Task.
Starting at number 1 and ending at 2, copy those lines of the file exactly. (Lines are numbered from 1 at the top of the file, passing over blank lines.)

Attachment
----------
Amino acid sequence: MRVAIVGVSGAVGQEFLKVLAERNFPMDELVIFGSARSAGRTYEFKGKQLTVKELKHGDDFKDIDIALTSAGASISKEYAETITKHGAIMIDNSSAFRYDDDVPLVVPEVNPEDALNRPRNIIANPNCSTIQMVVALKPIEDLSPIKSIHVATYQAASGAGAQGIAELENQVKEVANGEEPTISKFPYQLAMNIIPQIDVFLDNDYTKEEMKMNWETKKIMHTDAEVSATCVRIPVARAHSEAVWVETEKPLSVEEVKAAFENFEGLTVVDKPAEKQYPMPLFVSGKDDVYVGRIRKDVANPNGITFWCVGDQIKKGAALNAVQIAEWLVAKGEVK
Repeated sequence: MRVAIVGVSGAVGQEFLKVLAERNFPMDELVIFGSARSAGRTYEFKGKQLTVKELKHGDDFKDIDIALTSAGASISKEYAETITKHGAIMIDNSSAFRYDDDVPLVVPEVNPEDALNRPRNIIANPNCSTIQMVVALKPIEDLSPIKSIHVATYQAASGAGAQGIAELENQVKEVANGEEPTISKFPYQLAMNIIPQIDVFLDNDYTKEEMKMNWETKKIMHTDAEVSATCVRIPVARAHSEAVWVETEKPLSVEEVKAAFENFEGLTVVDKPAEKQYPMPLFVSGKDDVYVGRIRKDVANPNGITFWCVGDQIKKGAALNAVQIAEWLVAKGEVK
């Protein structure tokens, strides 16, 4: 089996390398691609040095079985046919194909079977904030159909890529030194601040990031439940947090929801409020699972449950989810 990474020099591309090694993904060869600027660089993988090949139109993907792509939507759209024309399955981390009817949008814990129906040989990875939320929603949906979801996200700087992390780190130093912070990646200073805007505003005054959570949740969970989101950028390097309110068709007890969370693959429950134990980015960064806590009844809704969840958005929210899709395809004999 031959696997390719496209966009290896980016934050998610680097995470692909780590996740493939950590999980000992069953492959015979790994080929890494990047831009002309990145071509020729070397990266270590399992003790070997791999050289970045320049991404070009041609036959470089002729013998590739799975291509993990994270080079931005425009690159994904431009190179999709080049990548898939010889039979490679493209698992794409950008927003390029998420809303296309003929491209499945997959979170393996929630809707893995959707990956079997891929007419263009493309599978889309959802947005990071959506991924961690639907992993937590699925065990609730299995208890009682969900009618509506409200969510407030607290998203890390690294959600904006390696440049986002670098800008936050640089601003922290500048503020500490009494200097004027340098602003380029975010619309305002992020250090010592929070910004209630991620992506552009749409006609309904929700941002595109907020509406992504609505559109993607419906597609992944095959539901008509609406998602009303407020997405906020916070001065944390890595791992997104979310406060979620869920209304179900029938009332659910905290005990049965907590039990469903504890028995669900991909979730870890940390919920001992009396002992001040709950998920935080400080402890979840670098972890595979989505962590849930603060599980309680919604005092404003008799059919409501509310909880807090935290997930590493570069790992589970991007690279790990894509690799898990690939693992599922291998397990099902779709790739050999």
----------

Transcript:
Amino acid sequence: MRVAIVGVSGAVGQEFLKVLAERNFPMDELVIFGSARSAGRTYEFKGKQLTVKELKHGDDFKDIDIALTSAGASISKEYAETITKHGAIMIDNSSAFRYDDDVPLVVPEVNPEDALNRPRNIIANPNCSTIQMVVALKPIEDLSPIKSIHVATYQAASGAGAQGIAELENQVKEVANGEEPTISKFPYQLAMNIIPQIDVFLDNDYTKEEMKMNWETKKIMHTDAEVSATCVRIPVARAHSEAVWVETEKPLSVEEVKAAFENFEGLTVVDKPAEKQYPMPLFVSGKDDVYVGRIRKDVANPNGITFWCVGDQIKKGAALNAVQIAEWLVAKGEVK
Repeated sequence: MRVAIVGVSGAVGQEFLKVLAERNFPMDELVIFGSARSAGRTYEFKGKQLTVKELKHGDDFKDIDIALTSAGASISKEYAETITKHGAIMIDNSSAFRYDDDVPLVVPEVNPEDALNRPRNIIANPNCSTIQMVVALKPIEDLSPIKSIHVATYQAASGAGAQGIAELENQVKEVANGEEPTISKFPYQLAMNIIPQIDVFLDNDYTKEEMKMNWETKKIMHTDAEVSATCVRIPVARAHSEAVWVETEKPLSVEEVKAAFENFEGLTVVDKPAEKQYPMPLFVSGKDDVYVGRIRKDVANPNGITFWCVGDQIKKGAALNAVQIAEWLVAKGEVK